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Isotope hydrology and water sources in a heavily urbanised stream
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  • Christian Marx,
  • Doerthe Tetzlaff,
  • Reinhard Hinkelmann,
  • Chris Soulsby
Christian Marx
Technische Universität Berlin
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Doerthe Tetzlaff
Leibniz-Institut für Gewässerökologie und Binnenfischerei im Forschungsverbund Berlin eV
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Reinhard Hinkelmann
Technische Universität Berlin
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Chris Soulsby
University of Aberdeen
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Abstract

Complex networks of both natural and engineered flow paths control the hydrology of streams in major cities through spatio-temporal variations in connection and disconnection of water sources. We used spatially extensive and temporally intensive sampling of water stable isotopes to disentangle the hydrological sources of the heavily urbanized Panke catchment (≈ 220 km²) in the north of Berlin, Germany. The isotopic data enabled us to partition stream water sources across the catchment using a Bayesian mixing analysis. The upper part of the catchment streamflow here is dominated by groundwater from gravel aquifers underlying surrounding agricultural land. In dry summer periods, streamflow becomes intermittent; possibly as a result of local groundwater abstractions. Urban storm drainage is also an important part of runoff generation, dominating the responses to precipitation events. Although this dramatically changes the isotopic composition of the stream, it only accounts for 10-15% of annual streamflow. Moving downstream, subtle changes in sources and isotope signatures occur as catchment characteristic vary and the stream is affected by different tributary inflows. However, effluent from a wastewater treatment plant (WWTP) serving 700,000 people dominates the stream in the lower catchment where urbanisation effects are more dramatic. The associated increase in sealed surfaces downstream also reduces the relative contribution of groundwater to streamflow. The volume and isotopic composition of storm runoff is again dominated by urban drainage. As a result, only about 10% of annual runoff in the lower catchment comes from urban storm drains. The study shows the potential of stable water isotopes as inexpensive tracers in urban catchments that can provide a more integrated understanding of the complex hydrology of major cities. This offers an important evidence base for guiding the plans to develop and re-develop urban catchments to protect, restore and enhance the ecological and amenity value of these important resources.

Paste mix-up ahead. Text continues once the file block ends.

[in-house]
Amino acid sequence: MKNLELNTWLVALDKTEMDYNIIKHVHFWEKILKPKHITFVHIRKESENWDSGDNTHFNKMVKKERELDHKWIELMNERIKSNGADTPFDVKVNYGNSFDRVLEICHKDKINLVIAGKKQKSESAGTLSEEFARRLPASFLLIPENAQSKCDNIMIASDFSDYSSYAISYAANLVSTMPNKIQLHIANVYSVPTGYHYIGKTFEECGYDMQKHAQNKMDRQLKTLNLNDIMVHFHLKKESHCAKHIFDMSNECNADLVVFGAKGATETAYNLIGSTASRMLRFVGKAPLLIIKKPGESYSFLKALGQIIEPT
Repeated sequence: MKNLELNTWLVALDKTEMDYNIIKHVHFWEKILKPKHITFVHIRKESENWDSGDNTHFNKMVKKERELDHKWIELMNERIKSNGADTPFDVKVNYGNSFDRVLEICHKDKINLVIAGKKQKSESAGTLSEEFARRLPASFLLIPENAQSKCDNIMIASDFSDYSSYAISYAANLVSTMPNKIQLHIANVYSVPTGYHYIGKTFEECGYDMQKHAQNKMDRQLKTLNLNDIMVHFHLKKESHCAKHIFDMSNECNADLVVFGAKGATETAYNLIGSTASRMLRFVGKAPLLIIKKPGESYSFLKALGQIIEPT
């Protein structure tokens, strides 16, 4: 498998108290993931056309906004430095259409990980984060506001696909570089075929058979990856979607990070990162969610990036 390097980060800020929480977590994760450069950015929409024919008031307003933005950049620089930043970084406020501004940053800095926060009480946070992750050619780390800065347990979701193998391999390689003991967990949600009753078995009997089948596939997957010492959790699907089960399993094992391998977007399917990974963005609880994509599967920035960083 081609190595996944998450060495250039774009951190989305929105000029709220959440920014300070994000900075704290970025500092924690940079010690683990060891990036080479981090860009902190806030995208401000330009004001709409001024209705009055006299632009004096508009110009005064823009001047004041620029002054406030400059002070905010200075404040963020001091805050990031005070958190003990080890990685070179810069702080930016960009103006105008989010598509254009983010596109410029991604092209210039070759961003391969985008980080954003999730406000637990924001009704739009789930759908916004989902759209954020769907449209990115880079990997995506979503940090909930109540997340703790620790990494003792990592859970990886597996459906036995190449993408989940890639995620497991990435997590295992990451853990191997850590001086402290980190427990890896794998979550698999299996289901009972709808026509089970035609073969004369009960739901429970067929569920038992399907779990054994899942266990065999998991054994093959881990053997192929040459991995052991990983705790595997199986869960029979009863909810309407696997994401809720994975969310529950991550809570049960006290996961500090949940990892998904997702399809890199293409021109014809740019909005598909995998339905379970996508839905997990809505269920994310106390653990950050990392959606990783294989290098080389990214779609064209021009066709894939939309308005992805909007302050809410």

Peer review status:IN REVISION

26 Apr 2021Submitted to Hydrological Processes
26 Apr 2021Assigned to Editor
26 Apr 2021Submission Checks Completed
27 Apr 2021Reviewer(s) Assigned
07 Jun 2021Review(s) Completed, Editorial Evaluation Pending
07 Jun 2021Editorial Decision: Revise Major